HIV/AIDS Epidemics Cannot Continue To Go Unchecked in Predominately Muslim Countries, Opinion Piece Says
Even though it is "clear" that HIV/AIDS is "spreading quickly" in predominately Muslim countries, "few countries have mounted comprehensive infection-surveillance programs, much less taken the appropriate steps to help prevent or treat the disease," Laura Kelley and Nicholas Eberstadt write in a Los Angeles Times opinion piece. While Iran and Bangladesh have achieved "limited success" in fighting HIV/AIDS, little or no prevalence data is available in many Muslim countries and others only recently have admitted "small but persistent" epidemics after years of blaming foreign workers and visitors for spreading the virus, Kelley, author of a 2002 National Intelligence Council study on emerging HIV/AIDS epidemics, and Eberstadt, an American Enterprise Institute scholar, say. A lack of HIV prevention programs -- combined with the "ludicrous tendency" of many Islamic nations to insist that their residents do not engage in premarital sex, adultery, commercial sex work, homosexuality or injection drug use -- "is allowing HIV to spread from high-risk to lower-risk groups," according to the authors. "Absence of information has too long been interpreted as absence of infection," the authors write, adding, "Unchecked, HIV and AIDS will continue to spread through Islamic countries -- destroying families and deepening poverty until it has rent the very fabric of these vulnerable societies" (Kelley/Eberstadt, Los Angeles Times, 7/12).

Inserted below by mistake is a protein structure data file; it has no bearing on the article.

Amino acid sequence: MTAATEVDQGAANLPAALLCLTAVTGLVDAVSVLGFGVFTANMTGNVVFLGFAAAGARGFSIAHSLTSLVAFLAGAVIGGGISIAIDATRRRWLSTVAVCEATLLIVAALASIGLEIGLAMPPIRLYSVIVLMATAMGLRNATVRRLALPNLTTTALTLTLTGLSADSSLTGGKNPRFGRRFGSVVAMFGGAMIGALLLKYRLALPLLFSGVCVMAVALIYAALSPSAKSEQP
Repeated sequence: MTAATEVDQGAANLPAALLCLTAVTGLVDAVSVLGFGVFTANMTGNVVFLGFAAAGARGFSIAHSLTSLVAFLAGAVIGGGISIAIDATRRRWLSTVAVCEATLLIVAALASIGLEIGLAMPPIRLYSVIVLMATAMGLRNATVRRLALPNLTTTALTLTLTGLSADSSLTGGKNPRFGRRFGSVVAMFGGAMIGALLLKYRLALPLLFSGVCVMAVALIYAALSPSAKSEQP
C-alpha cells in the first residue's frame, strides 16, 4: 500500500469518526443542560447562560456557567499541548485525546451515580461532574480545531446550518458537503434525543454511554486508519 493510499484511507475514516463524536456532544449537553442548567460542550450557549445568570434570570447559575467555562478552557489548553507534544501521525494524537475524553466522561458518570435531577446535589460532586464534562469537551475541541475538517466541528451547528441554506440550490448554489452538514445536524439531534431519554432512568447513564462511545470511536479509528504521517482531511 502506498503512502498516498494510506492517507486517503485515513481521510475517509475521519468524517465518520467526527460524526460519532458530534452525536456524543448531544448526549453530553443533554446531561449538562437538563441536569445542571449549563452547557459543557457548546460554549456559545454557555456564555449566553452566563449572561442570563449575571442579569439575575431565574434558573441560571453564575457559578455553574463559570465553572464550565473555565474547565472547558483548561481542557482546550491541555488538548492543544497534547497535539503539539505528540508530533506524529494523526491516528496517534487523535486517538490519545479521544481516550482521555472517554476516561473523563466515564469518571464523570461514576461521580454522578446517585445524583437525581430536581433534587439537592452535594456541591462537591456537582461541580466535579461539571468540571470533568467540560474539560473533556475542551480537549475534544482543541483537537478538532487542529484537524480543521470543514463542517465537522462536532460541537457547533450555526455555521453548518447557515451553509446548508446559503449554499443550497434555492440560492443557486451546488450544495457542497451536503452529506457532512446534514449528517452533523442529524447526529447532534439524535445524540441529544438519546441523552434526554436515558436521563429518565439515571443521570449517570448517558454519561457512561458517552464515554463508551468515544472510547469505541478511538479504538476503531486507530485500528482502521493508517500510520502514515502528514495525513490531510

"The World" -- a production of BBC World Service, PRI and WGBH Boston -- on Monday discussed a report, titled "Behind the Veil of a Public Health Crisis: HIV/AIDS in the Muslim World," released last month by the Seattle-based National Bureau of Asian Research. The segment includes comments from Eberstadt and Kelley, who co-wrote the report (Lawrence, "The World," PRI, 7/11). The complete segment is available online in Windows Media.